(1) The Aesthetic: Someone who lives within this sphere is one who pursues the basic pleasures; a hedonist. This person acts as an individual, not in harmony with the ethical. (2) The Ethical: The person who lives within this sphere is one who transcends the aesthetic, and acts in accordance with the universal morality. (3) The Religious: The person who lives within this sphere transcends, or rises above, the ethical and lives in accordance with their faith. 4
(1) The Murderer: To kill within the aesthetic sphere is to act purely for one’s self (say, because you WANT to, or in a fit of rage, etc.). Such a person who kills is a murderer. (2) The Tragic Hero: To kill within the aesthetic sphere is to recognize that, sometimes, one’s moral duty is to kill. Though it is wrong to kill, sometimes there are stronger moral reasons which override this duty, making it such that we must kill. Such a person is a “tragic hero”. Kierkegaard mentions three examples of this in ancient literature: Jephthah: In the Bible, a man named Jephthah, about to go to battle (with the Ammonites) vows to God to offer as a sacrifice the first living thing that comes out of his house when he returns, should God help Jephthah win the battle (see Judges 11). He wins the battle, and returns home. Unfortunately, his own daughter is the first living thing to come out of his home. Knowing that it is absolutely morally wrong to break a vow made to God, he sacrifices his own daughter. Brutus: Lucius Brutus (not the famous one that killed Caesar) discovered that his 2 sons were conspiring to commit treason and overthrow the rulers of Rome. The conspirators were sentenced to death, and Brutus watched his sons be executed. Agamemnon: Agamemnon led the Greek naval fleet to Troy during the Trojan War. On the way there, Artemis threatened to destroy the fleet unless Agamemnon sacrificed his own daughter. He did so, and so the fleet was able to survive and make it to Troy. Note that, in each of these cases, the “tragic hero” kills their own child, because it is their moral duty (keeping a promise, preserving justice, or for the greater good). Ultimately, they do so because they are bound by some SUPERCEDING moral reason. As such, the tragic hero kills within the sphere of the ethical, doing what is (or what they THINK is?) morally right. (3) The Knight of Faith: If the ethical sphere is the highest sphere there is, then Abraham should be despised and thought of as a horrible murderer, since he tried to murder his own son for no good reason. So, since he is revered, there MUST be some sphere which supercedes the ethical. Abraham is being tested, and God wants proof that Abraham will follow, and not question, God’s will. Notice that the temptation here is the ethical itself! The temptation is to do what one knows is morally right (namely, not murder)! So, just as the aesthetic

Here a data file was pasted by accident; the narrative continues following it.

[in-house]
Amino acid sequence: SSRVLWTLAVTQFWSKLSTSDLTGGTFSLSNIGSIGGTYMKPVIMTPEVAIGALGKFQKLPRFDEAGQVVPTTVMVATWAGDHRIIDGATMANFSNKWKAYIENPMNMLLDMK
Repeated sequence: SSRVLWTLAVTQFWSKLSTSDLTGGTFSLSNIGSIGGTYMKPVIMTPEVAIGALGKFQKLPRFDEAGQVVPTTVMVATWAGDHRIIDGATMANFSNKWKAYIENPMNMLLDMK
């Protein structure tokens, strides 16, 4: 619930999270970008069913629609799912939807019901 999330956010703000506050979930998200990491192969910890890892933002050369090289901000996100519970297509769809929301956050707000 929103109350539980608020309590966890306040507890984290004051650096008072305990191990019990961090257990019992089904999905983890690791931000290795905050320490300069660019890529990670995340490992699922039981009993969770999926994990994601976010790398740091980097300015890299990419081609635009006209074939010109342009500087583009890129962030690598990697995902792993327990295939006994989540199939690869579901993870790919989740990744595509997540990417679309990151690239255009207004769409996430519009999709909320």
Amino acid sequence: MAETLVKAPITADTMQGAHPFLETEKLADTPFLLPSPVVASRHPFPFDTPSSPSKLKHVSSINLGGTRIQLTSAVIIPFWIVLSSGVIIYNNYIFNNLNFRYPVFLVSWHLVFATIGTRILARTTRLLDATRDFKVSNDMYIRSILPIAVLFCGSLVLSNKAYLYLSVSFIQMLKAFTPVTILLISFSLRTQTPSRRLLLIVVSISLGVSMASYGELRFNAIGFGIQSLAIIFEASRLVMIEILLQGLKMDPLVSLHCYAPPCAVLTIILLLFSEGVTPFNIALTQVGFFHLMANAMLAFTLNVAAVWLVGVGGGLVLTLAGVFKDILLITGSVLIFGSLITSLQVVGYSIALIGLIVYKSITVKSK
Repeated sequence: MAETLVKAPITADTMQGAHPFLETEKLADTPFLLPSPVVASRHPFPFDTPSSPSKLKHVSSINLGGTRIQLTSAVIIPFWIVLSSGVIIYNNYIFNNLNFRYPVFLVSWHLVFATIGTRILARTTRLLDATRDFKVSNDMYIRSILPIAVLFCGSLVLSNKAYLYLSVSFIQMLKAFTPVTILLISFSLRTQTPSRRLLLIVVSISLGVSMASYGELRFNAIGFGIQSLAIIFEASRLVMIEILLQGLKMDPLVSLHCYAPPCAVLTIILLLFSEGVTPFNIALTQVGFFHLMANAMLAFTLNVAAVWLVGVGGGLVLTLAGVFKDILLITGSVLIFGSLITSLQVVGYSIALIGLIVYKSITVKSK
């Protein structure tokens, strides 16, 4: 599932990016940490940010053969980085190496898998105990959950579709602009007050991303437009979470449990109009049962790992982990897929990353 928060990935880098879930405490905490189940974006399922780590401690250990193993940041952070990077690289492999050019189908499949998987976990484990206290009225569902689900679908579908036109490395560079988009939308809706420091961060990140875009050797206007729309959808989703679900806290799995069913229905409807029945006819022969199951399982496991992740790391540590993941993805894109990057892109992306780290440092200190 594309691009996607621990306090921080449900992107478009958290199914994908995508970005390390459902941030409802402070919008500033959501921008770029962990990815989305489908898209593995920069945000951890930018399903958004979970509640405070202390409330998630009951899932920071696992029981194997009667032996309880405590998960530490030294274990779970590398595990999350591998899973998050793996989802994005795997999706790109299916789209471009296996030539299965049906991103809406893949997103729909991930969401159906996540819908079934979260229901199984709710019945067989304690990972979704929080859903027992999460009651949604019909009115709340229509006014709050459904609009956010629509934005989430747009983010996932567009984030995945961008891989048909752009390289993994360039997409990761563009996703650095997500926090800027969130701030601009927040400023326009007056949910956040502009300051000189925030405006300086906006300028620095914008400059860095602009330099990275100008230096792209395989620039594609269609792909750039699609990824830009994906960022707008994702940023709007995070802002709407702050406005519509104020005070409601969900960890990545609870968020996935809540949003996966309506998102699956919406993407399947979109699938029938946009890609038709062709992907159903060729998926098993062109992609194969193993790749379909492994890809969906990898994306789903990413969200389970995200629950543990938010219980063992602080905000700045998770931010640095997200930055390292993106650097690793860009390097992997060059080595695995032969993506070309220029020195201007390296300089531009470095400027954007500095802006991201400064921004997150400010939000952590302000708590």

sphere is the temptation of the person trying to be ethical, the ethical is (in this case) the temptation of the person trying to be religious. Similarly, in the other direction, the ethical person has elevated morality to the status of divinity, morality being what s/he pursues above all other things. But, the religious person transcends morality (something that is purely within the realm of the philosophers) and goes beyond that. The religious person’s “divinity” is God Himself. He calls this act of transcending morality a “teleological suspension of the ethical”— literally, a temporary break in morality’s sway over us as the “end” we ought to pursue. This is the paradox of faith, that faith transcends that which is supposedly universal; i.e., untranscendable. The ethical stands over everything (or so the philosophers told us), but, by faith, we stand over the thing that stands over everything. Living by faith in God means embracing this absurdity, this paradox. Kierkegaard says that our relationship to God ought to inform our relationship to morality—not the other way around. If we think that Abraham ought to have said to God, “Hey! I can’t do that! That’s wrong!”, then we are suggesting that our relationship to morality ought to inform our relationship to God. But, this has things backwards. God is the Absolute, and is superior to EVERYTHING else (including morality). Faith is irrational. It is the acceptance of paradox. Reason told us that morality was universal. But, to have faith is to go beyond what is reasonable, and embrace the inexplicable, or what makes no sense. No one can truly understand what faith is, nor can the knight of faith explain himself to anyone else. It is a miracle. And any of us could have faith in God. [Yet, how can we KNOW that we are following God? What if we are wrong!? What if it was really a DEMON asking Abraham to sacrifice his son. (consider the movie, Frailty, for instance). Robert Adams, discussed by Wes Morriston in an earlier reading, argued that we should NEVER go against morality, even if we have reason to believe that God has instructed us to—for, since we are told that God is morally perfect, this evidence outweighs our evidence that God has spoken to us. In short, much like Hume’s stance on miracles, Adams argued the evidence AGAINST the “miracle” of God telling us to act immorally is always stronger than the evidence that God has told us to do something immoral.]